The fixed categories into which life is divided must always hold. These things are normal——essential to every activity. But they exist——but not as dead dissections.
The curriculum of knowledge cannot but be divided into the sciences, the thousand and one groups of data, scientific, philosophic and whatnot——as may as there exist in Shakespeare——things that make him appear the university of all ages.
But this is not the thing. In the galvanic category of——The same things exist, but in a different condition when energized by the imagination.
The whole field of education is affected——there is no end of detail that is without significance.
Education would begin by placing in the mind of the student the nature of knowledge——in the dead state and the nature of the force which may energize it.
This would clarify his field at once——He would then see the use of data
But at present knowledge is placed before a man as if it were a stair at the top of which a DEGREE is obtained which is superlative.
nothing could be more ridiculous. To data there is no end. There is proficiency in dissection and a knowledge of parts but in the use of knowledge——
It is the imagination that——
That is: life is absolutely simple. In any civilized society everyone should know EVERYTHING there is to know about life at once and always. There should never be permitted, confusion——
There are difficulties to life, under conditions that are impasses, life may prove impossible——But it must never be lost——as it is today——
I remember so distinctly the young Pole in Leipzig going with hushed breath to hear the Wundt lecture——In this mass of intricate philosophic data what one of the listeners was able to maintain himself for the winking of an eyelash. Not one. The inundation of the intelligence by masses of complicated fact is not knowledge. There is no end——
And what is the fourth dimension? It is the endlessness of knowledge——
It is the imagination on which reality rides——It is the imagination——It is a cleavage through everything by a force that does not exist in the mass and therefore can never be discovered by its anatomization.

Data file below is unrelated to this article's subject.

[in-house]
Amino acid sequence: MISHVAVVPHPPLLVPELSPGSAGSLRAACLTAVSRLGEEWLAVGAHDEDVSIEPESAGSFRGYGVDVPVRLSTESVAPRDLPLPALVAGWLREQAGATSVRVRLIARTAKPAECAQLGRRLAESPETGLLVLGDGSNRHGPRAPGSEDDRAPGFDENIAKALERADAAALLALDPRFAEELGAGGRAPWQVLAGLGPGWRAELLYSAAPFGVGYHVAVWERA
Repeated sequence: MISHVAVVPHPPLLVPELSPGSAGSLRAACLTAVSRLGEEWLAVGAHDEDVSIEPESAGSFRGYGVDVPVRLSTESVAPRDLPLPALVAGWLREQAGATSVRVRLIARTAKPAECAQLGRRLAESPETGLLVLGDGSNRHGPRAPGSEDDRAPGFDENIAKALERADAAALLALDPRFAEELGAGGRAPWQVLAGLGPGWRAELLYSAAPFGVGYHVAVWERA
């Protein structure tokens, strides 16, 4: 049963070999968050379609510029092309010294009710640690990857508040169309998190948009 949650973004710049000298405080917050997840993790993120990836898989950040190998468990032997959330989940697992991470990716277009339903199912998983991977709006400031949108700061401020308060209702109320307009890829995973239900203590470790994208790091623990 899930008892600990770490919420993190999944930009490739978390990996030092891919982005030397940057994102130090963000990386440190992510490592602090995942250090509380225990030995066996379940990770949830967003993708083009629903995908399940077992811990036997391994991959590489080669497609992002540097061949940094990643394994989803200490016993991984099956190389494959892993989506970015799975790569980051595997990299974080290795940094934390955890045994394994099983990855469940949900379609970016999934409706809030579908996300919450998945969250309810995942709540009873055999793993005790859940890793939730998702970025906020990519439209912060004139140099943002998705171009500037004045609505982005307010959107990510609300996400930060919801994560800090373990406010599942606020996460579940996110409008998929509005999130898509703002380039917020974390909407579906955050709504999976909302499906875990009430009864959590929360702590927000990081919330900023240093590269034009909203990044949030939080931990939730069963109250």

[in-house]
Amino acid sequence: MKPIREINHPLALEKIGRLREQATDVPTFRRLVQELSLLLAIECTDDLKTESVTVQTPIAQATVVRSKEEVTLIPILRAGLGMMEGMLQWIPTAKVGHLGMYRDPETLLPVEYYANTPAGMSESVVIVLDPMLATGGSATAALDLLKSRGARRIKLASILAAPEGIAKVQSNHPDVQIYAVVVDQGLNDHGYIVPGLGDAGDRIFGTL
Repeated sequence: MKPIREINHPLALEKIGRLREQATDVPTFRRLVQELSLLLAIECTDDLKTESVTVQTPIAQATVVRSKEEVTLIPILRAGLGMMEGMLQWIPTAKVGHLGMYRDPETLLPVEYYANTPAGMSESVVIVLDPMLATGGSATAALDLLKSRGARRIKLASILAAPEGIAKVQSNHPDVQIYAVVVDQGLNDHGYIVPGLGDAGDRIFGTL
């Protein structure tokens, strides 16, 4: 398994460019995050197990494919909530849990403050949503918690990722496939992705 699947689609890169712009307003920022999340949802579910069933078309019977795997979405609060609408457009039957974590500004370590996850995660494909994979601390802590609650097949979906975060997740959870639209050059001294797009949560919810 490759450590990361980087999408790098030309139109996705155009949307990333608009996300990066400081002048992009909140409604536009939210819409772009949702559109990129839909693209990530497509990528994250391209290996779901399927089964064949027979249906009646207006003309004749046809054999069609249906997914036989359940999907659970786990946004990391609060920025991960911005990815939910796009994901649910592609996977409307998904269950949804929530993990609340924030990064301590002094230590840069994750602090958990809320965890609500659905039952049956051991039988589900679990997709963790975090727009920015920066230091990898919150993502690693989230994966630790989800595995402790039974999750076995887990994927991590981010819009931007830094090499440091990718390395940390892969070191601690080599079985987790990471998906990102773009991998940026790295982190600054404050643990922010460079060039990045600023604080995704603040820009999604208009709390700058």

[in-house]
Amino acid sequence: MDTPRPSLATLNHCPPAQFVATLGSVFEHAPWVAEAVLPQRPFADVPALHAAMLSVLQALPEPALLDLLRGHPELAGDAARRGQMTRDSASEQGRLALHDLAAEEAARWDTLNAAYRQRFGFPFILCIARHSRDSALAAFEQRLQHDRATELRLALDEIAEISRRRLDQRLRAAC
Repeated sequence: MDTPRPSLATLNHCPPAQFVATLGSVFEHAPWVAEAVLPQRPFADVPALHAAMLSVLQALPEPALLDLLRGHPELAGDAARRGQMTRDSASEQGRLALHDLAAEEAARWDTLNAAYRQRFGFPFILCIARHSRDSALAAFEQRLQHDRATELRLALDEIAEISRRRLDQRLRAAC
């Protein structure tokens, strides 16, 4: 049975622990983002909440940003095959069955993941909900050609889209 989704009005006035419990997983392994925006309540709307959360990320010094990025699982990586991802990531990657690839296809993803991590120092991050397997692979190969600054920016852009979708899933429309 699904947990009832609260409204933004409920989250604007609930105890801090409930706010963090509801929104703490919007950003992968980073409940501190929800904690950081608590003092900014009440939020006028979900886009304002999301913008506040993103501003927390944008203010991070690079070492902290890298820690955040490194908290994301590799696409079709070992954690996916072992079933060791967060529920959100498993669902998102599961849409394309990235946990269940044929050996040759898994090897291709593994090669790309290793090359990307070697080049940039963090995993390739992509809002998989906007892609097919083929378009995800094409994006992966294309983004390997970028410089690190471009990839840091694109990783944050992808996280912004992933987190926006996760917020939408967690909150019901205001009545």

It is for this reason that I have always placed art first and esteemed it over science——in spite of everything.
Art is the pure effect of the force upon which science depends for its reality——Poetry
The effect of this realization upon life will be the emplacement of knowledge into a living current——which it has always sought——
In other times——men counted it a tragedy to be dislocated from sense——Today boys are sent with dullest faith to technical schools of all sorts——broken, bruised
few escape whole——slaughter. This is not civilization but stupidity——Before entering knowledge the integrity of the imagination——
The effect will be to give importance to the subdivisions of experience——which today are absolutely lost——There exists simply nothing.
Prose——When values are important, such——For example there is no use denying that prose and poetry are not by any means the same IN INTENTION. But then what is prose? There is no need for it to approach poetry except to be weakened.
With decent knowledge to hand we can tell what things are for
I expect to see values blossom. I expect to see prose be prose. Prose, relieved of extraneous, unrelated values must return to its only purpose: to clarity to enlighten the understanding. There is no form to prose but that which depends on clarity. If prose is not accurately adjusted to the exposition of facts it does not exist——Its form is that alone. To penetrate everywhere with enlightenment——
Poetry is something quite different. Poetry has to do with the crystallization of the imagination——the perfection of new forms as additions to nature——Prose may follow to enlighten but poetry——
Is what I have written prose? The only answer is that form in prose ends with the end of that which is being communicated——If the power to go on falters in the middle of a sentence——that is the end of the sentence——Or if a new phrase enters at that point it is only stupidity to go on.
There is no confusion——only difficulties.